COUNTY councillor Stephen Castle is best known as cabinet member for education, but his portfolio also covers sport - and wouldn't you just know it.

A qualified ski instructor, he is also eastern regional chairman of the Sports Board. Busy as this makes him, he always ensures there is time to train three days a week at the local gym.

As a result of all that apparatus and all those ski slopes, he looks as fit as a greyhound and as lean as - well - a hungry politician.

He also has near-perfect vision that doesn't require spectacles, although for someone who runs a chain of opticians, this might be seen as a disadvantage.

The discovery of sport is something Stephen, 43, regards as the central transforming aspect of his life.

He cites as his prime mentor George Berwick CBE, the teacher who took him in hand at the Deanes School in Thundersley.

"What he did was take a nerdy, overweight, bookish young person and put me in the front row of the rugby scrum.

"It changed the way I looked at things. It taught me about things like teamwork, commitment, and the contribution the individual can make."

Sporting activities also led to him meeting Karen, now his wife.

Rugby, sailing, skiing, weight-training: Stephen Castle does them all with ease and relish.

But another, less obvious activity, is juggling.

The real art of being county councillor Castle is to juggle politics, business and family (he and Karen have two young sons) without ending up looking haggard rather than lean.

"Politics and public roles take up about 40 to 50 hours a week," he estimates.

Everything else has to be carved out of the remaining time. "It is," he accepts, "quite tough."

This is something of a milestone year for Stephen Castle as he reflects on ten years of Castle Opticians, the business he set up with his optician wife.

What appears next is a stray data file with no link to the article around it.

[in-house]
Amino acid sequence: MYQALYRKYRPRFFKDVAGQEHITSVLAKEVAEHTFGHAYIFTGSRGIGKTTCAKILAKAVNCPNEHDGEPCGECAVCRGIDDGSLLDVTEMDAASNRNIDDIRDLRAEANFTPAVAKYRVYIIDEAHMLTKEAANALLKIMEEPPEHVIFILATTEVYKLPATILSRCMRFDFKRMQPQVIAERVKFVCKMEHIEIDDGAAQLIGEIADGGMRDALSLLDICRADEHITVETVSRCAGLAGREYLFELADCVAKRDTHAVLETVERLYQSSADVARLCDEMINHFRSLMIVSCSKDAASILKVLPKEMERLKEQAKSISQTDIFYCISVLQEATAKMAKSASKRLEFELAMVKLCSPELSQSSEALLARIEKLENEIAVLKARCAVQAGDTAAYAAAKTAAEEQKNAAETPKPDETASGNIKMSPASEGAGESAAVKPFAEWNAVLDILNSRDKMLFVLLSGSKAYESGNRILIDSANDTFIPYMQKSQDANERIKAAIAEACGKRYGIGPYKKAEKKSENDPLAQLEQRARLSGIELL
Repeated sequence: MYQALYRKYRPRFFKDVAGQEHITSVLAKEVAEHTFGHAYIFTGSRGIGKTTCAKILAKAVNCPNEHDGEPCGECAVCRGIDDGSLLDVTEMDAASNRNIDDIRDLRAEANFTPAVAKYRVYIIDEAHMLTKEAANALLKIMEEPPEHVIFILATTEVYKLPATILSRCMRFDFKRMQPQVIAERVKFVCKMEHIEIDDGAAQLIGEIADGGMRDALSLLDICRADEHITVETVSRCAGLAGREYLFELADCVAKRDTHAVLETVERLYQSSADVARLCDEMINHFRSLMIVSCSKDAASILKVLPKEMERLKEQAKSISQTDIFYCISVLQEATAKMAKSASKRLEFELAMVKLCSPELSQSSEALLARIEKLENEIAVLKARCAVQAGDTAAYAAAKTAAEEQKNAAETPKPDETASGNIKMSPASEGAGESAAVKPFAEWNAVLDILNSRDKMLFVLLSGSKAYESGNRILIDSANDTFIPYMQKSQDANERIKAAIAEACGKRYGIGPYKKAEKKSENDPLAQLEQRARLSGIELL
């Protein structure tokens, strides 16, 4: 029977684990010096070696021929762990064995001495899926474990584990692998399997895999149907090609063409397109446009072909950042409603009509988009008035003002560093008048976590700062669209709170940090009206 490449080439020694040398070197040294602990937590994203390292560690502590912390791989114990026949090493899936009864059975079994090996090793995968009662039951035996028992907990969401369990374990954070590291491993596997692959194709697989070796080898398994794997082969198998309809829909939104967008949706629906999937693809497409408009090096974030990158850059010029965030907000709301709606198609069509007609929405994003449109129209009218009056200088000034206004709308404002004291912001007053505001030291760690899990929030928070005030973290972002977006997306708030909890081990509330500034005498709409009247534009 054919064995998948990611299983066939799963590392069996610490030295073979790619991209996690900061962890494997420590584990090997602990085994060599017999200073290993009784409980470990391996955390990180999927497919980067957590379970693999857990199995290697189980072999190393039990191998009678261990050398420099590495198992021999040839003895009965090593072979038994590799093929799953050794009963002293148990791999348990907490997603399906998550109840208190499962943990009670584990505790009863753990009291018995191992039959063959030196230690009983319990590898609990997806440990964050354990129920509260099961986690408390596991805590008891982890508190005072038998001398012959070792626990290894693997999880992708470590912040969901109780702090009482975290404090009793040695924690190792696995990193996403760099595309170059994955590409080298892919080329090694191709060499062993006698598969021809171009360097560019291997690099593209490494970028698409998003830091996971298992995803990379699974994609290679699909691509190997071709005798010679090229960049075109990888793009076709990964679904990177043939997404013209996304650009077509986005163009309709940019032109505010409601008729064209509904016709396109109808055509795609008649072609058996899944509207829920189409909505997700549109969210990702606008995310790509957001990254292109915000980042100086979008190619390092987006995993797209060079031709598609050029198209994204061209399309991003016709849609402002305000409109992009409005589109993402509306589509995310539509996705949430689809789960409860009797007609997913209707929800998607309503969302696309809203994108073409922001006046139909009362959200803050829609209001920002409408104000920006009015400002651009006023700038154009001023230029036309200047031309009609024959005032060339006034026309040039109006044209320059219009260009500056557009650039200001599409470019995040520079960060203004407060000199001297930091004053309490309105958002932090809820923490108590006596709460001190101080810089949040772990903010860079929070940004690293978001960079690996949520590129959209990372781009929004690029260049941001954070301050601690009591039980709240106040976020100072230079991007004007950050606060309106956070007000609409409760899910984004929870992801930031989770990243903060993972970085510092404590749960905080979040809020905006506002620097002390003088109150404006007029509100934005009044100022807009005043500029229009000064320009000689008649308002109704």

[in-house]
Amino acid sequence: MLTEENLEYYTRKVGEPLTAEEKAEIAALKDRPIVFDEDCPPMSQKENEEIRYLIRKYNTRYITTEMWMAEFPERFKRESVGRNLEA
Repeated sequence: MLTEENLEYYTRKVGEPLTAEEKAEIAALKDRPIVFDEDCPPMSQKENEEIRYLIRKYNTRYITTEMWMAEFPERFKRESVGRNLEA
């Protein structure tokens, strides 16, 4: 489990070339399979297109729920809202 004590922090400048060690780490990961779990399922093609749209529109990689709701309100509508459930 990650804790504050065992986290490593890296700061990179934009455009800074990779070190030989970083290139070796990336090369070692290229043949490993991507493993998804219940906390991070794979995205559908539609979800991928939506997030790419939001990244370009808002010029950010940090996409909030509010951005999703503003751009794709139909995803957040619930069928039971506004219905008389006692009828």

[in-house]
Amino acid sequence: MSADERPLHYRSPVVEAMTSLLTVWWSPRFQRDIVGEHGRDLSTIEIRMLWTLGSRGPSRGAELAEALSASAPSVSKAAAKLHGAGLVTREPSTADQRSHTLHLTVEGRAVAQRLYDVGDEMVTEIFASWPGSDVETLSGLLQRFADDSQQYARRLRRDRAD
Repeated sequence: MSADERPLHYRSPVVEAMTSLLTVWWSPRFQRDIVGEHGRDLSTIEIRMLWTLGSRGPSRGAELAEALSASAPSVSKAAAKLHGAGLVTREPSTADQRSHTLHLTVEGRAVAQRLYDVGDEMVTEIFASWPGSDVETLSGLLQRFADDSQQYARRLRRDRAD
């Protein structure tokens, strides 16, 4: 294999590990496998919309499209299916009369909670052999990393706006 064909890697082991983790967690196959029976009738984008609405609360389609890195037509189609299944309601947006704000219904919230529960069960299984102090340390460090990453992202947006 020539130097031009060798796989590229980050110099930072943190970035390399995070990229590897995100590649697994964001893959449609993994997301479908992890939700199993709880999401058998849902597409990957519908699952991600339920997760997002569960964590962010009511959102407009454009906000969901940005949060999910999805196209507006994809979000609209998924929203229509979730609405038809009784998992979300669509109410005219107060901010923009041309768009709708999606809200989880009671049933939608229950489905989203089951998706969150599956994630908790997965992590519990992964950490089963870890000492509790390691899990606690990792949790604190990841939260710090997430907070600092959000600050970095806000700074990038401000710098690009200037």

In a business-cum-profession dominated by conglomerate operations, Castle has more than held its own.

Avoiding malls and high streets, it has found a niche in smaller town centre locations such as Canvey (Stephen's childhood home and the head office site), Hockley and Benfleet.

Before the launch of Castle Opticians, Stephen worked for Lloyds in the City of London, but by the 1990s he had decided his heart lay in public life.

"Castle Opticians was set up to create time for full-time politics," he says.

He got his full-time politics all right, but his business life also seems to be pretty full-time.

But Stephen says the business plan has worked out pretty much as intended.

He has also qualified as a lab technician.

Cool and orderly in his business life, the eyes of this particular optical lab technician only really light up when he talks about politics.

His interest, he says, began at Seevic when he took part in a debate on the most passionate issue of the time, Britain's nuclear deterrent.

He realised politics was his future. He also identified the Conservative party as the one that most clearly matched his own convictions.

He has been vice-chairman of the Young Conservatives, but says he is not a tribal politician. "Particularly in local politics, you work with people of all parties to get the results you all want to achieve," he says.

His copybook political career covers time as a district councillor for Castle Point and an attempt at a parliamentary seat (Ipswich). Now, he says, "I am very happy where I am in local government."

Does he believe a county councillor may be able to achieve more, in concrete terms, than an MP? He smiles for a moment - and nods.

It is a quirk of politics and changing times that Stephen Castle is working to persuade thousands of youngsters not to adopt him as a role model. "I started work in the City at 18 and did not go to university," he said.

"It didn't inhibit me. I was able to make a good career in in-surance without a degree. Back then you could do that."

Now, though, his role as the county's education supremo demands a different approach.

"We have to marry our Essex entrepreneurial skills with a world-class standard of higher education and skills levels if we are going to compete with the rest of the world," he says.

His core advice to any younger person with political ambitions, or indeed any ambitions, is straightforward. "If you believe in something, you can achieve it. If you have the passion for what you are trying to achieve, you can change things for the better."

A chain of opticians may not seem, at first sight, like an obvious example of this principle.

Yet it has been built from scratch in the teeth of mighty competitors, thanks to a strong idea and the will to drive it through.

Stephen Castle stands as a case in point of his own conviction that "with the right structures in place, Essex and Essex people will be an unstoppable force." First, though, comes the vision - as any optician will tell you.